"Racism is alive and well" - black communities in Leeds slam government report into race disparity

The findings of a government report will set work done to tackle racism and race-related inequalities in this country back decades, local campaigners have warned.

Friday, 2nd April 2021, 6:00 am

Leaders of groups across the city campaigning to represent black and ethnic minority residents and communities say they feel angry, stunned and betrayed by the Commission on Race and Ethnic disparities report, commissioned in the wake of the Black Lives Matter movement.

It said Britain is no longer a country where the "system is deliberately rigged against ethnic minorities", there was no evidence of institutional racism and went on to say geography, family influence, socio-economic background, culture and religion all impact life chances more than racism.

However, only two years ago Alison Lowe a former city councillor and the chief executive of Touchstone, a mental health charity in Leeds said she was called a "n*****" in the street and Annette Morris, leader of the Leeds BME hub said communities such as Chapeltown and Seacroft are experiencing racism in many forms every day.

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Annette Morris, leader of the Leeds BME Hub.

She told the Yorkshire Evening Post: "It is flawed, I don't trust it, the way that the information was gathered or the intention.Things like that are done to block perceptions and they don't want to expose certain things. This journey that people are on to turn racism on its head - the government doesn't want that and that is why they have commissioned this report.

"People in elite positions are not living in my world. Spend a day in Chapeltown or Seacroft before you do these things. I feel very angry that is has been done, it puts communities back in trying to get equality in society.

"It makes out we have been making it up all these years. My lived experience is completely different to that. I have to rubbish it (the report), I can't endorse it. Some people will relish the idea there is no racism and no need to do anything about it, change or react and that is really damaging to society in the long-term. My grand-children will still be fighting this fight 30 years on."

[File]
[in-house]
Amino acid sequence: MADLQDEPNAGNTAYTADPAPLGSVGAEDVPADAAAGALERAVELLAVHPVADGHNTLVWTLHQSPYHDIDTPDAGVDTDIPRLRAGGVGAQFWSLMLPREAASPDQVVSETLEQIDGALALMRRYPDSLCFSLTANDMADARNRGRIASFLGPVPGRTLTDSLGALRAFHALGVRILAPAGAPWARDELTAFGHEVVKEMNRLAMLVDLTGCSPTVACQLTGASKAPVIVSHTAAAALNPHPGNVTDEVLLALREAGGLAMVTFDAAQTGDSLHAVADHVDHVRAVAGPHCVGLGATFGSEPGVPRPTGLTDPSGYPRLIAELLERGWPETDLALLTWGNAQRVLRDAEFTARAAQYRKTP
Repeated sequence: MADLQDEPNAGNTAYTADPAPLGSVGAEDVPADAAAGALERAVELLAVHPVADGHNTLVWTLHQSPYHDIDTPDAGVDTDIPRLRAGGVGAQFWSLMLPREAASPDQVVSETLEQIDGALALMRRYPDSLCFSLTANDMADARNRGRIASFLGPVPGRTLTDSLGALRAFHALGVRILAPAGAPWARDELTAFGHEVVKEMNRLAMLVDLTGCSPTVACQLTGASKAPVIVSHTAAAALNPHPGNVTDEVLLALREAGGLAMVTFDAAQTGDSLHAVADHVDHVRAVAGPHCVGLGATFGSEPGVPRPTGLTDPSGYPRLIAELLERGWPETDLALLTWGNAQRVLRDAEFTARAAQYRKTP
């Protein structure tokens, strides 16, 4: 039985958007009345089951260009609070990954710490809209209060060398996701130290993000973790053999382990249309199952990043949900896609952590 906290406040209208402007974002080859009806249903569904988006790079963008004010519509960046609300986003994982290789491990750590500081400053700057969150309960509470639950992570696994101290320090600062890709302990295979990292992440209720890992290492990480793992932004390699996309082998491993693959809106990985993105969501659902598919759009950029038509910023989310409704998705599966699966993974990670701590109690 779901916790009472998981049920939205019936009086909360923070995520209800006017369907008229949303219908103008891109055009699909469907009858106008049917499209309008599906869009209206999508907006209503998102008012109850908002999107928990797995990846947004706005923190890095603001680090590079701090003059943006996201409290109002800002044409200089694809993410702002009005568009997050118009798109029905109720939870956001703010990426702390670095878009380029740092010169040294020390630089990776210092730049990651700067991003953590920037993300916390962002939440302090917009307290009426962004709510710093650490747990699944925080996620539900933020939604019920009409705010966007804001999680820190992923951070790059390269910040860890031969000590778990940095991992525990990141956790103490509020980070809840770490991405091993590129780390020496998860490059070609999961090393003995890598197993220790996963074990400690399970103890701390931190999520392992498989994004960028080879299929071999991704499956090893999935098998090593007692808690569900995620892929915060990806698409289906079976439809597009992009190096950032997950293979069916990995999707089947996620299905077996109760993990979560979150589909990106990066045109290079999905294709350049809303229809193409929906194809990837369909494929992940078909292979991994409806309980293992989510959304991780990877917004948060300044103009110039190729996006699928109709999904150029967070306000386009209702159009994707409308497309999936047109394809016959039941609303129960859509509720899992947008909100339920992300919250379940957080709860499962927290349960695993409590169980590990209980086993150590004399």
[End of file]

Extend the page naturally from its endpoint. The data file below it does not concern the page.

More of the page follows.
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Racism ‘still embedded in the system in Leeds’ says BME hub worker
Alison Lowe, former councillor and the chief executive of Touchstone House.

She said: "It is massively offensive to say black kids do the same as white kids. The experience of poor white boys is outrageous but for poor black boys is even worse. When you look at the data the employment rate for black people is 69 per cent, for white people is it 79 per cent. Pay has gone down for everybody, white people get paid less than they did and there are changes to the benefits system - it is not that black people get paid more.

"Black men are nine times more likely to get stopped and searched, black people are four times more likely to get diagnosed with schizophrenia. They never mention Islamophobia because that and racism is a double whammy.

"There is a lot of data but not much analysis. I would like to say its naive but I think it has been deliberate to minimise the experiences of black and brown people. I don't believe they believe what they are saying. They are a group of hand-picked people sitting in a position of power and have colluded with white people even though that means shafting their own. They have betrayed us."

Ms Lowe added that while things are better for her and her children compared to her father's experiences, the evidence is quite clear of the disparity for black people and that is caused by systematic racism. She added: "Racism is alive and well."

Mothin Ali, is based in Leeds and is the creator of the My Family Garden Youtube channel with over 25,000 subscribers. He is also the founder of the DigItOut campaign to end racism in horticulture and gardening. He says he receives "torrents" of abuse online and even when this report was released on Wednesday he was told "to go back".

He said: "We are absolutely appalled by the conclusions of the government race report, which will set race relations back by 20 years in this country. The report completely goes against what we, as people of colour, experience every single day. On the day the report was issued I was sent messages telling me to go back to my own country, my country is Britain.

"We were hopeful after the Black Lives Matter campaigns that things might change. I set up Dig It Out because I am fed up by constant and angry abuse for the mere fact that I exist. I don't want my children to grow up suffering as we have. I felt I needed to make a stand and change the environment we live in. We reject the findings in this report."

Also critical of its findings were Kevin Courtney, joint general secretary of the National Education Union (NEU) who said it was "out of step with public opinion", leader of the Labour Party Kier Starmer told reporters in Leeds on Wednesday he was "disappointed" by the findings and Lord Sewell, appointed by then-prime minister Theresa May in 2018 to create and lead the government's Race Disparity Unit, said: "This is a report that is steeped in denial."

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